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POEMS OF ADVENTURE AND RURAL SPORTS.

o Victor Emmanuel the

King
The sword be for thee, and the deedy
And noght for the alin, next spring,
ršight for Habsburg

end Bourbond tus fa us, a greht Italy freed with a hero ħ head us, our King

Elizabeth Vienreitt

hraning,

agieeds

CHILD
MEMORIAL
LIBRARY

POEMS OF ADVENTURE AND RURAL SPORTS.

CHEVY-CHASE.

[Percy, Earl of Northumberland, had vowed to hunt for three days in the Scottish border, without condescending to ask leave from Earl Douglas, who was either lord of the soil or lord warden of the Marches. This provoked the conflict which was celebrated in the old ballad of the "Hunting a'the Cheviot." The circumstances of the battle of Otterlourne (A. D. 1388) are woven into the ballad and the affairs of the two events confounded. The ballad preserved in the Percy Reliques is probably as old as 1574. The one following is a modernized form of the time of James I.) God prosper long our noble king,

Our lives and safeties all ;
A woful hunting once there did

In Chevy-Chase befall.

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To drive the deer with hound and horn

Earl Percy took his way ;
The child may rue that is unborn

The hunting of that day.
The stout Earl of Northumberland

A vow to God did make,
His pleasure in the Scottish woods

Three summer days to take,
The chiefest harts in Chevy-Chase

To kill and bear away.
These tidings to Earl Douglas came,

In Scotland where he lay ;
Who sent Earl Percy present word

He would prevent his sport.
The English earl, not fearing that,

Did to the woods resort,
With fifteen hundred bowmen bold,

All chosen men might,
Who knew full well in time of need

To aim their shafts aright.
The gallant greyhounds swiftly ran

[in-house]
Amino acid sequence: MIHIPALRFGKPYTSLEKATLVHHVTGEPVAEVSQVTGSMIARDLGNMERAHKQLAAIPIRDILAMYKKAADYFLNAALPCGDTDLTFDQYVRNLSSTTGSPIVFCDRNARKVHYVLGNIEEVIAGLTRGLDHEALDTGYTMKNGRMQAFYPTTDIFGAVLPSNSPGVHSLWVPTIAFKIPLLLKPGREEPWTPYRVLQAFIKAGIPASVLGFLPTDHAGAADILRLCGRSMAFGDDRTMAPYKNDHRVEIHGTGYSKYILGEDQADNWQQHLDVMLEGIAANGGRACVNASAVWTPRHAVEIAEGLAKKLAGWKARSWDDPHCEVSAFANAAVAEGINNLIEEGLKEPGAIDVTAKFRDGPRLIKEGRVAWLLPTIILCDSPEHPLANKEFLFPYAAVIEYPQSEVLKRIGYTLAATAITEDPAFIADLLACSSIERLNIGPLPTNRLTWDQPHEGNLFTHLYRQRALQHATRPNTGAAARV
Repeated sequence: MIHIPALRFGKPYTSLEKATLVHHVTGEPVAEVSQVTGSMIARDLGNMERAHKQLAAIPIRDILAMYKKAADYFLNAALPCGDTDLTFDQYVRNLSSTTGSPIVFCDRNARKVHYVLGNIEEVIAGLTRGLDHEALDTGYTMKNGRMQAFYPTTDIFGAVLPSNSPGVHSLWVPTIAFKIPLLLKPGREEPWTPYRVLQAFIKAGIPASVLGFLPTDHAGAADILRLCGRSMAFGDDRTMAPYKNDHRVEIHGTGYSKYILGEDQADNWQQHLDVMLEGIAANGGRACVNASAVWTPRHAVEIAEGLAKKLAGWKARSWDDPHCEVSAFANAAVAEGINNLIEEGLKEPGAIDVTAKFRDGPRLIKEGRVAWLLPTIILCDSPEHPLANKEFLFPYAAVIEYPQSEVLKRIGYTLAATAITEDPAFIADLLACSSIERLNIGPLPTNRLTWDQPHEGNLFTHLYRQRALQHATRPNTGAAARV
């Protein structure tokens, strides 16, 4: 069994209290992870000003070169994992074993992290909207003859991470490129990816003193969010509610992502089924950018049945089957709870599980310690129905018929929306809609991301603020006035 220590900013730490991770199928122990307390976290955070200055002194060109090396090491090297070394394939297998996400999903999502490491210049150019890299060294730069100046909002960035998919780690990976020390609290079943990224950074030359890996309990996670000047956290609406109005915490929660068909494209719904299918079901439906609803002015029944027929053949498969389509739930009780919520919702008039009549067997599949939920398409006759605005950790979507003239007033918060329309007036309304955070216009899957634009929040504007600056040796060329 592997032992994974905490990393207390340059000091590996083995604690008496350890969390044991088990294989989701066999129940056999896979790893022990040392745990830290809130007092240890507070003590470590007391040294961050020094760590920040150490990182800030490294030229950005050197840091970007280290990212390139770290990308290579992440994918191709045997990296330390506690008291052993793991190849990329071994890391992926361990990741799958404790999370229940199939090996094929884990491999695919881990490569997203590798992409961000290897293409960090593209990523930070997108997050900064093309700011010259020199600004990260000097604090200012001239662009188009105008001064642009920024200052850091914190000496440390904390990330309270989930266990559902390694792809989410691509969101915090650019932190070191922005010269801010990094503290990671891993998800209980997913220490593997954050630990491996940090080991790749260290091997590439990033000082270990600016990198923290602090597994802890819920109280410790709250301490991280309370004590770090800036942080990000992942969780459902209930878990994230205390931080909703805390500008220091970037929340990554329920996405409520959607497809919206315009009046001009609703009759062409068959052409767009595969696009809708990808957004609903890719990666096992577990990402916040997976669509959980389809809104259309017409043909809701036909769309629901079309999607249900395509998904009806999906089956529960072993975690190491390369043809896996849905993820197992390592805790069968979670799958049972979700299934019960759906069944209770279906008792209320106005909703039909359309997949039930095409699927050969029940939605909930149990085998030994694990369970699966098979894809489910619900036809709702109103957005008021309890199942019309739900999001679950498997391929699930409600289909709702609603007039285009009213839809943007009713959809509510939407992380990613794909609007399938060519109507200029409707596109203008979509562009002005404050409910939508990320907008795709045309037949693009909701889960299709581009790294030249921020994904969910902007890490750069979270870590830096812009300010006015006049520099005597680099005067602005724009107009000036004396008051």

To chase the fallow deer;
On Monday they began to hunt

When daylight did appear ;
And long before high noon they had

A hundred fat bucks slain ;
Then, having dined, the drovers went

To rouse the deer again.

The bowmen mustered on the hills,

Well able to endure ;
And all their rear, with special care,

That day was guarded sure.
The hounds ran swiftly through the woods

The nimble deer to take,
That with their cries the hills and dales

An echo shrill did make.
Lord Percy to the quarry went,

To view the slaughtered deer; Quoth he, Earl Douglas promised

This day to meet me here;
“But if I thought he would not come,

No longer would I stay" ;
With that a brave young gentleman

Thus to the earl did say :-
“Lo, yonder doth Earl Douglas come,

His men in armor bright ;
Full twenty hundred Scottish spears

All marching in our sight;
“All men of pleasant Teviotdale,

Fast by the river Tweed”; “Then cease your sports,” Earl Percy said, “And take your bows with speed ; “And now with me, my countrymen,

Your courage forth advance;
For never was there champion yet,

In Scotland or in France,
“That ever did on horseback come,

But if my hap it were,
I durst encounter man for man,

With him to break a spear.”
Earl Douglas on his milk-white steed,

Most like a baron bold,
Role foremost of his company,

Whose armor shone like gold. “Show me," said he, “whose men you be,

That hwnt so bollly here,
That, without my consent, do chase

And kill my fallow-deer.”

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